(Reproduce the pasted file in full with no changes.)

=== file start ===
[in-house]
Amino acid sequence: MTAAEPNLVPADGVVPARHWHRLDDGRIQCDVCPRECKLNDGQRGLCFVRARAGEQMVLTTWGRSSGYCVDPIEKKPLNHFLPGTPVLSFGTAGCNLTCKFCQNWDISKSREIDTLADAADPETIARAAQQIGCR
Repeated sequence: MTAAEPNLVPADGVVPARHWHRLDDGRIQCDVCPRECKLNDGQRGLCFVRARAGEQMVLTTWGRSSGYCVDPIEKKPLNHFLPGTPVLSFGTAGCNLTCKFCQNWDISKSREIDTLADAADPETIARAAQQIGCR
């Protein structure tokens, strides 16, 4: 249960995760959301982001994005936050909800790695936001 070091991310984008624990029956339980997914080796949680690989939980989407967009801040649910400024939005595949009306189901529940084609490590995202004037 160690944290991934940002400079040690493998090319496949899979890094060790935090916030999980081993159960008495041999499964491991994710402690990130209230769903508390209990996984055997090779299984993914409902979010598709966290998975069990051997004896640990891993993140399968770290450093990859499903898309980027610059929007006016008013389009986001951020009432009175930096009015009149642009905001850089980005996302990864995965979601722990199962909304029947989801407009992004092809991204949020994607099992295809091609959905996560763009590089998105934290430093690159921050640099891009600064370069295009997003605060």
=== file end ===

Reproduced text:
[in-house]
Amino acid sequence: MTAAEPNLVPADGVVPARHWHRLDDGRIQCDVCPRECKLNDGQRGLCFVRARAGEQMVLTTWGRSSGYCVDPIEKKPLNHFLPGTPVLSFGTAGCNLTCKFCQNWDISKSREIDTLADAADPETIARAAQQIGCR
Repeated sequence: MTAAEPNLVPADGVVPARHWHRLDDGRIQCDVCPRECKLNDGQRGLCFVRARAGEQMVLTTWGRSSGYCVDPIEKKPLNHFLPGTPVLSFGTAGCNLTCKFCQNWDISKSREIDTLADAADPETIARAAQQIGCR
């Protein structure tokens, strides 16, 4: 249960995760959301982001994005936050909800790695936001 070091991310984008624990029956339980997914080796949680690989939980989407967009801040649910400024939005595949009306189901529940084609490590995202004037 160690944290991934940002400079040690493998090319496949899979890094060790935090916030999980081993159960008495041999499964491991994710402690990130209230769903508390209990996984055997090779299984993914409902979010598709966290998975069990051997004896640990891993993140399968770290450093990859499903898309980027610059929007006016008013389009986001951020009432009175930096009015009149642009905001850089980005996302990864995965979601722990199962909304029947989801407009992004092809991204949020994607099992295809091609959905996560763009590089998105934290430093690159921050640099891009600064370069295009997003605060």